This week, I want to highlight the difference between crystals and stones, which is another question I hear often. Let me preface this by saying, it's not as cut and dry as you might think. Let's begin with this statement:
All crystals are minerals, but not all minerals are crystals, though all minerals are crystalline.
Take a minute to let that sink in. Every crystal you come across at the obvious macro level (such as in clear quartz points) is indeed a member of the mineral kingdom. Pure and simple.
Now when I say that, I am referring to the crystals you see in your local rock shop or metaphysical store. I am not referring to something like water crystals, a.k.a. snow, or sugar, which comes from sugar cane. That is a whole other debate in which we have to make further distinctions between crystals and minerals and minerals vs. mineraloids, etc. and so on. So don't go all smarty-pants on me. That doesn't necessarily apply here. I doubt your local metaphysical store is trying to sell you snow. If they are, maybe shop somewhere else.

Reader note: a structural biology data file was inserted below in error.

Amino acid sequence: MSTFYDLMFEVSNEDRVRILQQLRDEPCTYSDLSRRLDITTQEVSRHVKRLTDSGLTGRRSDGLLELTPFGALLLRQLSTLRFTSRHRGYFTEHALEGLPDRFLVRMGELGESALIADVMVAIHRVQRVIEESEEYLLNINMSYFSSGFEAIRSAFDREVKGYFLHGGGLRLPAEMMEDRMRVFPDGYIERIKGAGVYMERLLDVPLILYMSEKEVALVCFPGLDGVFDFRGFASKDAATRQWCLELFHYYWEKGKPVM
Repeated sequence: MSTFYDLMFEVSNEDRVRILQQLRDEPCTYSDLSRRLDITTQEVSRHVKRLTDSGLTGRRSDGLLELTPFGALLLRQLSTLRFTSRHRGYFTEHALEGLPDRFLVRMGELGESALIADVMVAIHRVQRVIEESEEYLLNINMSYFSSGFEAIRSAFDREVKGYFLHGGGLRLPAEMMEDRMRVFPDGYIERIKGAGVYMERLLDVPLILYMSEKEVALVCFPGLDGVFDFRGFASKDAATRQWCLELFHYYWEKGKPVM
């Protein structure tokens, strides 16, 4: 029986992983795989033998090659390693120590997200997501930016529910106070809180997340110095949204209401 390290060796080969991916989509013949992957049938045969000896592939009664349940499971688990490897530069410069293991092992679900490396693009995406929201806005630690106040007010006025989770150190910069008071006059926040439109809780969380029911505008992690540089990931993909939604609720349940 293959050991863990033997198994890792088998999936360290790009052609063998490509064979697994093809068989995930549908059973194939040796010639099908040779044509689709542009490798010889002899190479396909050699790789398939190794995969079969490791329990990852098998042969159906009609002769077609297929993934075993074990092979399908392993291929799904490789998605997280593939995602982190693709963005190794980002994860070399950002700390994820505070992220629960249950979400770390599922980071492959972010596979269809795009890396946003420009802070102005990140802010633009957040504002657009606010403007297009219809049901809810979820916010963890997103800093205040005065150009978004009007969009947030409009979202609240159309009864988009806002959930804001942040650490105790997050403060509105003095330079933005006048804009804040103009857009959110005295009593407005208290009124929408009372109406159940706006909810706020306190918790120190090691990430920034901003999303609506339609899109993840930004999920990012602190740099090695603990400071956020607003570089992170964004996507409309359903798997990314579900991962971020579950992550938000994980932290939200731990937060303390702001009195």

And an even smaller group than that would be the mineraloids, those substances which are minerals in every way except one--they might come from an organic substance, like with amber, or they may be amorphous (non-crystalline) like obsidian.
So that being said, what are stones?
Did you notice my use of the word stone above when referring to rose quartz?
The word stone is typically used to describe two things: either minerals which are cryptocrystalline (meaning they don't look like crystals except under a microscope or by x-ray), or in regards to aggregates of minerals, which we learned in the last post are in fact rocks.
It's important to keep in mind that these words--crystals, rocks, and stones--are often used interchangeably and not in the strictest most scientific sense. So let's go over some examples.